Background: Cigarette smoke induces bronchial mucus secretion. However, the mechanism of this induction is still unidentified. In this study, we investigated the role of the putative calcium-activated chloride channel 1 (CLCA1) and its blocker, niflumic acid, in cigarette smoke-induced mucin synthesis both in vivo and in vitro.
Methods and results: Sprague-Dawley rats were exposed to cigarette smoke for 4 weeks. The CLCA1, epidermal growth factor receptor (EGFR), and MUC5AC expressions were increased in the trachea and lung tissues. Goblet-cell hyperplasia with marked mucin staining was detected in the tracheal and bronchial epithelium. In the human bronchial epithelial cell line NCI-H292, cigarette smoke solution also induced mucin production as well as the RNA and protein expressions of CLCA1, EGFR, and MUC5AC. Both in vivo and in vitro, the induction of MUC5AC and mucin synthesis were inhibited by niflumic acid, and/or a selective EGFR tyrosine kinase inhibitor, AG-1478. Niflumic acid also blocked the epidermal growth factor-induced MUC5AC and mucin staining in the NCI-H292 cell line.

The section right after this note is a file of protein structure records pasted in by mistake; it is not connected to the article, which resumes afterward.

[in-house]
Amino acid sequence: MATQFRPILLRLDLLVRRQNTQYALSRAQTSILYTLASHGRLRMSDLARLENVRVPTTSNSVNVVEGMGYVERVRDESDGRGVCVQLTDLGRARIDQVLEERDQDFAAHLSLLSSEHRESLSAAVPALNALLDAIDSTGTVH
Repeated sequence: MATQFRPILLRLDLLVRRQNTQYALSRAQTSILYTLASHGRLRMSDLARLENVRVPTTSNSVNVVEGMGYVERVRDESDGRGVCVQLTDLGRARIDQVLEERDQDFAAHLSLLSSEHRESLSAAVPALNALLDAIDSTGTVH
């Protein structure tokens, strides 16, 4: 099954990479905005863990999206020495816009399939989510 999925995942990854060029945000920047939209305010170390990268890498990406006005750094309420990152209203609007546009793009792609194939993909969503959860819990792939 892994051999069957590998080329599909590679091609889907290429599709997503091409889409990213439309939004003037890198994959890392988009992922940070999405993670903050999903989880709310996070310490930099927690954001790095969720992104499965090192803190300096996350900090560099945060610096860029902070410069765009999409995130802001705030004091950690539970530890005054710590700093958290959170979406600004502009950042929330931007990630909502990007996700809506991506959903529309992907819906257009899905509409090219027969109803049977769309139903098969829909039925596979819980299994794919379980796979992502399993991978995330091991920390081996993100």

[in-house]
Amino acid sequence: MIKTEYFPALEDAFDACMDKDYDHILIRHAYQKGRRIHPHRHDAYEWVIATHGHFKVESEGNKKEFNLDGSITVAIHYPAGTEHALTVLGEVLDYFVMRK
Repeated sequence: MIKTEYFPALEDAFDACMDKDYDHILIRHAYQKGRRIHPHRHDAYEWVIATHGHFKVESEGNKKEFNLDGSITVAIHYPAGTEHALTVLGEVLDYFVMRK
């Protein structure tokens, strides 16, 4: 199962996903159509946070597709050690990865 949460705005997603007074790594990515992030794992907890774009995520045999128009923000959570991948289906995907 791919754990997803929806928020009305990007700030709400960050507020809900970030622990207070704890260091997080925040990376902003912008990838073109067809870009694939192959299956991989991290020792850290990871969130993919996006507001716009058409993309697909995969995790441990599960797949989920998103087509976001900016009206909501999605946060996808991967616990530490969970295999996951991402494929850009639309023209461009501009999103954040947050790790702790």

Conclusion: Both EGFR and niflumic acid-sensitive chloride channels (probably CLCA1) are dependently affecting the mucin production as a part of a single complex signaling pathway. CLCA1 may be a key signaling member that can be targeted with pharmacologic interventions to treat mucus hypersecretion.